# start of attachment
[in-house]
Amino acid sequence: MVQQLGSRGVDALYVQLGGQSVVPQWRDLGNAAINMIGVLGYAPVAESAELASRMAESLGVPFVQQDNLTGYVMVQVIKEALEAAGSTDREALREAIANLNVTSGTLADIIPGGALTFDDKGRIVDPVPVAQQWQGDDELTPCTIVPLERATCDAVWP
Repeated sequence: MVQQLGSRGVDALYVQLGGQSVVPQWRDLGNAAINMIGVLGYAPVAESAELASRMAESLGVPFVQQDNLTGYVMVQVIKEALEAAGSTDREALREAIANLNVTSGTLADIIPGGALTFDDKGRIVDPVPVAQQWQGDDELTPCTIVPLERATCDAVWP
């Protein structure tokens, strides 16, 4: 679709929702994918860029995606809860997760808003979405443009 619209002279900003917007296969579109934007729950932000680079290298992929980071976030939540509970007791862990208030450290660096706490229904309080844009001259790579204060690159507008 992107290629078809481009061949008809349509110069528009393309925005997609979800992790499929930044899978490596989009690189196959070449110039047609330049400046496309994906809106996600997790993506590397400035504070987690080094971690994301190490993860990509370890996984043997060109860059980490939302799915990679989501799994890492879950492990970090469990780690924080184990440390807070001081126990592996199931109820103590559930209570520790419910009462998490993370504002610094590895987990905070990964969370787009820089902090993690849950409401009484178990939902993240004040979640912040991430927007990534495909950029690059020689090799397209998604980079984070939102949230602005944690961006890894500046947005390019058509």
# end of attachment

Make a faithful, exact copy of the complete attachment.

[in-house]
Amino acid sequence: MVQQLGSRGVDALYVQLGGQSVVPQWRDLGNAAINMIGVLGYAPVAESAELASRMAESLGVPFVQQDNLTGYVMVQVIKEALEAAGSTDREALREAIANLNVTSGTLADIIPGGALTFDDKGRIVDPVPVAQQWQGDDELTPCTIVPLERATCDAVWP
Repeated sequence: MVQQLGSRGVDALYVQLGGQSVVPQWRDLGNAAINMIGVLGYAPVAESAELASRMAESLGVPFVQQDNLTGYVMVQVIKEALEAAGSTDREALREAIANLNVTSGTLADIIPGGALTFDDKGRIVDPVPVAQQWQGDDELTPCTIVPLERATCDAVWP
């Protein structure tokens, strides 16, 4: 679709929702994918860029995606809860997760808003979405443009 619209002279900003917007296969579109934007729950932000680079290298992929980071976030939540509970007791862990208030450290660096706490229904309080844009001259790579204060690159507008 992107290629078809481009061949008809349509110069528009393309925005997609979800992790499929930044899978490596989009690189196959070449110039047609330049400046496309994906809106996600997790993506590397400035504070987690080094971690994301190490993860990509370890996984043997060109860059980490939302799915990679989501799994890492879950492990970090469990780690924080184990440390807070001081126990592996199931109820103590559930209570520790419910009462998490993370504002610094590895987990905070990964969370787009820089902090993690849950409401009484178990939902993240004040979640912040991430927007990534495909950029690059020689090799397209998604980079984070939102949230602005944690961006890894500046947005390019058509």